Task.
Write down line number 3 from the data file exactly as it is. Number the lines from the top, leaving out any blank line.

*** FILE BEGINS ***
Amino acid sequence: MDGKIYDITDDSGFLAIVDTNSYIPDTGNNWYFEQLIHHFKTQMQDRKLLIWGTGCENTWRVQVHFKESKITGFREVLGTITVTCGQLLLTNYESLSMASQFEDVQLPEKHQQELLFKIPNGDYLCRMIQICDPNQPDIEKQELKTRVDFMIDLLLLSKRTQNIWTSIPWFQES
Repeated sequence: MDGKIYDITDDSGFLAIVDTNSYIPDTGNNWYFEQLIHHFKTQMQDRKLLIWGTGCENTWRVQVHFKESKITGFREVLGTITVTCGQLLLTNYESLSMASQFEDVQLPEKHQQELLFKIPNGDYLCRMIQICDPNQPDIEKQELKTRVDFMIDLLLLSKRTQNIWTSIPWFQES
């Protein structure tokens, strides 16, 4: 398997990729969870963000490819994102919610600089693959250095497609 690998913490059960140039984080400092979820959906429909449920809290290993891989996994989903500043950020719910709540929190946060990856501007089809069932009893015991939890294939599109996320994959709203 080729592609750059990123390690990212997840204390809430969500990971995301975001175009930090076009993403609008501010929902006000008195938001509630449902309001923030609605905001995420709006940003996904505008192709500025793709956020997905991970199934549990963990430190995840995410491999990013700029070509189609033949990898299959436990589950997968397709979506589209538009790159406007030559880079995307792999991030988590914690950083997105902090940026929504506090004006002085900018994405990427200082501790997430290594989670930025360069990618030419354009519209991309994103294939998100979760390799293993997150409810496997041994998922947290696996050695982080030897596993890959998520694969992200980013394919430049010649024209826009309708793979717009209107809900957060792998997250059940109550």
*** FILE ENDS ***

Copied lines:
């Protein structure tokens, strides 16, 4: 398997990729969870963000490819994102919610600089693959250095497609 690998913490059960140039984080400092979820959906429909449920809290290993891989996994989903500043950020719910709540929190946060990856501007089809069932009893015991939890294939599109996320994959709203 080729592609750059990123390690990212997840204390809430969500990971995301975001175009930090076009993403609008501010929902006000008195938001509630449902309001923030609605905001995420709006940003996904505008192709500025793709956020997905991970199934549990963990430190995840995410491999990013700029070509189609033949990898299959436990589950997968397709979506589209538009790159406007030559880079995307792999991030988590914690950083997105902090940026929504506090004006002085900018994405990427200082501790997430290594989670930025360069990618030419354009519209991309994103294939998100979760390799293993997150409810496997041994998922947290696996050695982080030897596993890959998520694969992200980013394919430049010649024209826009309708793979717009209107809900957060792998997250059940109550």